Unfair dismissal and unlawful changes to pay and conditions
Under the new Fair Work laws, all workers who have served a qualifying period are legally protected from being sacked unfairly.
Changes to permanent contracts should happen through a process of negotiation and consent. Your employer can not simply decide to cut your wage or hours without consultation.
Even if the economy is not going well, businesses should not dismiss any workers unfairly or on discriminatory grounds.
What is Unfair Dismissal?
Unfair dismissal is when you are sacked in a way that is considered to be harsh, unreasonable or unjust. Basically, employers have the right to terminate employees but only if they have a "valid reason" and the employee is given "procedural fairness".
If you are sacked without a vaild reason and/or the process was unfair, you may have a case for unfair dismissal.
Access to unfair dismissal laws is critical to ensure both that workers can challenge an unfair termination, and to act as a deterrent to employers who would dismiss workers unfairly and without regard for the difficulty that termination can cause. Unfair dismissal laws also play in important role in creating safe and fair workplaces.
Under the new laws, other than workers who have not served the necessary qualifying period, or who earn over the income threshold, all workers can access unfair dismissal.
It is very intimidating to receive a warning from work. There are a few things that workers should know about receiving warnings.
- Official warnings can be given verbally or in writing. They have the same effect.
- If the warning is verbal your boss needs to make it clear that it is an official warning.
- If your boss has given you a warning legitimately, it has been given to put you on notice that your performance in some area requires improvement.
- You are entitled to be given a reasonable chance to undertake the improvements asked of you. This means being given adequate time to respond and further training if required.
- It is commonly thought that a ‘three warning’ rule exists, whereby a dismissal can happen only after three warnings. In fact, only one warning is mandatory.
- Warnings should only be given in good faith. They should not be used to intimidate or bully workers, or be motivated by any form of discrimination against a particular staff member.
- You can disagree with the content of a warning. If the warning is in a written form, you do not have to sign it. Alternatively, you may wish to write on the warning that you disagree with it and then sign it.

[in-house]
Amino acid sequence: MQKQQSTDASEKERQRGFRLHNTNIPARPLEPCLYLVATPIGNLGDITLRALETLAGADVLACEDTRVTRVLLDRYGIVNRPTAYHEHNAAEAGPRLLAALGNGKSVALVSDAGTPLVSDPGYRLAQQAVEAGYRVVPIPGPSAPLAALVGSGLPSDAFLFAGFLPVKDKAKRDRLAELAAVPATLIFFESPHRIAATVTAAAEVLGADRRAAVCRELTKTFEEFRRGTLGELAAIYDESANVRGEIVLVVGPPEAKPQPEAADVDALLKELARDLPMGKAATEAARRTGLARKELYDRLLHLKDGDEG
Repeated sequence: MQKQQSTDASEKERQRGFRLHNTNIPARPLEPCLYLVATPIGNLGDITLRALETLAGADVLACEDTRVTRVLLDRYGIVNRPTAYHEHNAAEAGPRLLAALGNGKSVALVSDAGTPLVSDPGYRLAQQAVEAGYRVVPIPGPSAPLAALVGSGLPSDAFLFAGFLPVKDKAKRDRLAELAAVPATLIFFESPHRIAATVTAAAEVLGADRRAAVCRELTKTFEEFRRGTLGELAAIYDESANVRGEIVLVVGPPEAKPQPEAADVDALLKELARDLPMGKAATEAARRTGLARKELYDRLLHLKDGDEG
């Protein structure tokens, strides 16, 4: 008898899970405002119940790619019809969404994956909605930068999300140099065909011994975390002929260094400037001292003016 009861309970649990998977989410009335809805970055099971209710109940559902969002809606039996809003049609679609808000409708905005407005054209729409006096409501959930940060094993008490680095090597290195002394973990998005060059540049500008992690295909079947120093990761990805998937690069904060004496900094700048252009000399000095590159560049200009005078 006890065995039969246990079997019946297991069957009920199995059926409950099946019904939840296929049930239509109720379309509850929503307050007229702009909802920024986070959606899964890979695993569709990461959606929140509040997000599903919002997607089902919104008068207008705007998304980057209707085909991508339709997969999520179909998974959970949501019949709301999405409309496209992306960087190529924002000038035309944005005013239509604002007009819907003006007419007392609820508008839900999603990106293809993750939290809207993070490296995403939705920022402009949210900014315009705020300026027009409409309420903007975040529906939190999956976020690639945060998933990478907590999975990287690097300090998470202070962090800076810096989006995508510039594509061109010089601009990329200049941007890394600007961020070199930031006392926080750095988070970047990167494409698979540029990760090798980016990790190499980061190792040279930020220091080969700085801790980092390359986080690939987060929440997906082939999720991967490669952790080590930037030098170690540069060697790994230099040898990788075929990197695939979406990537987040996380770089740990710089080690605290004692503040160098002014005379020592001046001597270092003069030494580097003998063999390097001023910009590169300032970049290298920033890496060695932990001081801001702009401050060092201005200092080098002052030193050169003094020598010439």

Whether the warning is written or verbal, if you disagree with it, it is a good idea to do so in writing. Where a warning is disputed it will still have effect as a warning.
Notice of termination
Permanent workers must be given notice of termination if their job is terminated. If they are not, they must be paid out their termination notice at their ordinary rate of pay.
Notice of termination does not apply to casual workers, probationary, seasonal or fixed-term employees, or to workers who earn over $108,300 per year.
The minimum required notice periods are:
Employee's Period Of Continuous Service
Not more than 1 year
More than 1 year but not more than 3 years
More than 3 years but not more than 5 years
More than 5 years
If you are over 45 years old and have completed at least 2 years of continuous service, then you should add one week to the notice periods listed here.
Check your award or agreement to find out if you should receive more notice than this.
If your job was terminated and you did not receive notice, or you pay in lieu of notice, then you are eligible to lodge a complaint with the Fair Work Ombudsman.
Workers have to have served at least 6 months in the same job before they can challenge a dismissal as unfair.
If you work for a business that has less than 15 employees (that is, you work for a small business), then you have to have served for 12 months before you can claim for unfair dismissal.
Employees earning over $108,300 annually do not have access to unfair dismissal laws.
The $108,300 figure cannot include bonuses or commissions unless the employer has guaranteed that these will be paid.